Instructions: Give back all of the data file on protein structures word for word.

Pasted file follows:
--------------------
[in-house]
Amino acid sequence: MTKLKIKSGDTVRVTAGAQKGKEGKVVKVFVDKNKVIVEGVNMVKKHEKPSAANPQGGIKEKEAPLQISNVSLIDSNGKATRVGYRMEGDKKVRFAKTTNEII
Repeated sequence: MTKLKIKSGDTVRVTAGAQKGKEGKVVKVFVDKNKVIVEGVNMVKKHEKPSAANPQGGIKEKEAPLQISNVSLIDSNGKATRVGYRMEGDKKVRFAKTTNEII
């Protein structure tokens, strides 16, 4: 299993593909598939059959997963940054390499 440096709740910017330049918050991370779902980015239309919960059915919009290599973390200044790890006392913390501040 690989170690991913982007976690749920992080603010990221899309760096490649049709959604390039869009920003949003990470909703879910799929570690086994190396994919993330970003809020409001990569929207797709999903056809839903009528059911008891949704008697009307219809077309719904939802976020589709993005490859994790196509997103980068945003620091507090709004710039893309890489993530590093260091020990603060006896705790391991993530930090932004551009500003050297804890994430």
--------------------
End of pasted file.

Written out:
[in-house]
Amino acid sequence: MTKLKIKSGDTVRVTAGAQKGKEGKVVKVFVDKNKVIVEGVNMVKKHEKPSAANPQGGIKEKEAPLQISNVSLIDSNGKATRVGYRMEGDKKVRFAKTTNEII
Repeated sequence: MTKLKIKSGDTVRVTAGAQKGKEGKVVKVFVDKNKVIVEGVNMVKKHEKPSAANPQGGIKEKEAPLQISNVSLIDSNGKATRVGYRMEGDKKVRFAKTTNEII
């Protein structure tokens, strides 16, 4: 299993593909598939059959997963940054390499 440096709740910017330049918050991370779902980015239309919960059915919009290599973390200044790890006392913390501040 690989170690991913982007976690749920992080603010990221899309760096490649049709959604390039869009920003949003990470909703879910799929570690086994190396994919993330970003809020409001990569929207797709999903056809839903009528059911008891949704008697009307219809077309719904939802976020589709993005490859994790196509997103980068945003620091507090709004710039893309890489993530590093260091020990603060006896705790391991993530930090932004551009500003050297804890994430």